At 29, Hadassah Eisenstark is the first chareidi woman to complete the Israeli Foreign Ministry’s diplomatic training course for cadets, the first step towards becoming an Israeli diplomat.
The purpose of the course, which takes about six months, is to provide trainees with the necessary knowledge and skills for a successful career in diplomacy. Subjects include international relations, Jewish traditions, communication and negotiating skills, and staff management. The trainees are also given an opportunity to specialize in economics, policy-making, national security, promotion of cultural and scientific relations and international cooperation, among other areas.
Upon completion of the course, the graduates spend the next five years gaining theoretical and practical knowledge as apprentices in the ministry’s various offices in Israel, as well as with stints in at least one of Israel’s missions abroad. As the Foreign Ministry cautions, “Candidates must be prepared to accept any post in Israel or abroad, including posts in countries in which service conditions are difficult.”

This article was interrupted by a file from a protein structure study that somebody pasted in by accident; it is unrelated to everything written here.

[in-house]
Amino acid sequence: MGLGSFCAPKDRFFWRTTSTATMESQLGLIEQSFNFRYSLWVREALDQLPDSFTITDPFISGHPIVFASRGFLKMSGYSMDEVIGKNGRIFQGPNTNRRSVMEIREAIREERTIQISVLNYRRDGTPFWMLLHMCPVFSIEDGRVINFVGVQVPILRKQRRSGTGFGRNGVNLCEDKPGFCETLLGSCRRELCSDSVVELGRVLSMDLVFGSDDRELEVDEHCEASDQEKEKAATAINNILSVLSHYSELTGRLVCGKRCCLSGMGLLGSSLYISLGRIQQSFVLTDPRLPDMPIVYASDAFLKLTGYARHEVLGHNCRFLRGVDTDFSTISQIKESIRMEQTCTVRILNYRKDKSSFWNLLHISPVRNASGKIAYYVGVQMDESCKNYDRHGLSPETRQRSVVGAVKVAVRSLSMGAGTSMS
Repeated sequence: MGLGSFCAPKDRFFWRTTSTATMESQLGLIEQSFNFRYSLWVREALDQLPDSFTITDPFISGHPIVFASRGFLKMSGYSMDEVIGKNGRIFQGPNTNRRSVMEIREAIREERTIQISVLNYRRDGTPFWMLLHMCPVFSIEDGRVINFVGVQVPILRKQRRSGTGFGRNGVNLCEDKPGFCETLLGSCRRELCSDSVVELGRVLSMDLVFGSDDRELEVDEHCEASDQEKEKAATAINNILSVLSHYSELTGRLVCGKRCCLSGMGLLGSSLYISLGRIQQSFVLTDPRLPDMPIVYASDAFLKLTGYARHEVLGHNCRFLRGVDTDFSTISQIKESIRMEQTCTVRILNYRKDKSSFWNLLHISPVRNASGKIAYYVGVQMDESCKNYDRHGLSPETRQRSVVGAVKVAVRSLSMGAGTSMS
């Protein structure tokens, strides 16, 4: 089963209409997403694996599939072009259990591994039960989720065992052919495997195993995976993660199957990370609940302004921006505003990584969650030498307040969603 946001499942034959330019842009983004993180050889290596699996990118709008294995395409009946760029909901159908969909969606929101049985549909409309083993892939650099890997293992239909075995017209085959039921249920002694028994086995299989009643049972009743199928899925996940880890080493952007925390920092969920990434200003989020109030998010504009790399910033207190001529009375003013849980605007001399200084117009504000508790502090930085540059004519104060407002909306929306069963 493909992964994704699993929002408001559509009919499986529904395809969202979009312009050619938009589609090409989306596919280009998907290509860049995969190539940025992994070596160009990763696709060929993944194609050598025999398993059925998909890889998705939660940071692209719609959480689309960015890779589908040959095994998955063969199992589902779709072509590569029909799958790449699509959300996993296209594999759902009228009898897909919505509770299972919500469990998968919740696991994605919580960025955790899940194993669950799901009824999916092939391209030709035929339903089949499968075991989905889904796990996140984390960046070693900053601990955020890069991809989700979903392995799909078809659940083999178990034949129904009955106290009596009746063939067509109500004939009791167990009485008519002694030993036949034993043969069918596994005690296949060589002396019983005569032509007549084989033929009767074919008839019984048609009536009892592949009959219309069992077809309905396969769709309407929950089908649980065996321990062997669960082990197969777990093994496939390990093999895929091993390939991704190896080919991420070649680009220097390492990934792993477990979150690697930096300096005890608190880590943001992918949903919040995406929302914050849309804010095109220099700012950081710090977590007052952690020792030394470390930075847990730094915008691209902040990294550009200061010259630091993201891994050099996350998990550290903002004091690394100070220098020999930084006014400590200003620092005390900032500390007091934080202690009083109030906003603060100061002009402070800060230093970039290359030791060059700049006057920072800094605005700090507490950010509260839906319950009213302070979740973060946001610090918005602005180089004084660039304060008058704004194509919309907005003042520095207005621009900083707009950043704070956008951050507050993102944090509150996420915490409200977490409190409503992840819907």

For Hadassah, to whom raising her kids as chareidim is a priority, that last proviso is cause for a different type of concern. While she does not yet know where she’ll be headed, she has made it clear that she would need to have access to religious schools for her four children.
An Unusual Choice
As Hadassah leads me through the polished stone corridors of the ministry’s offices in Givat Ram, it’s clear that her appearance is starkly different from that of her colleagues, as she is dressed in an extremely modest manner. Yet here she is, having cleared all of the necessary security checks and passed the arduous coursework, ready to join a future diplomatic mission somewhere on the globe.
To the left of the central corridor, dozens of offices branch out, starting with the ministry’s North American bureau. A little further down comes Europe, followed by the Far Eastern desks. Hadassah works in the Department of External Relations in the Eurasia Division, which encompasses all of Russia and Ukraine plus the “stan” countries of Central Asia, as well as the Balkans.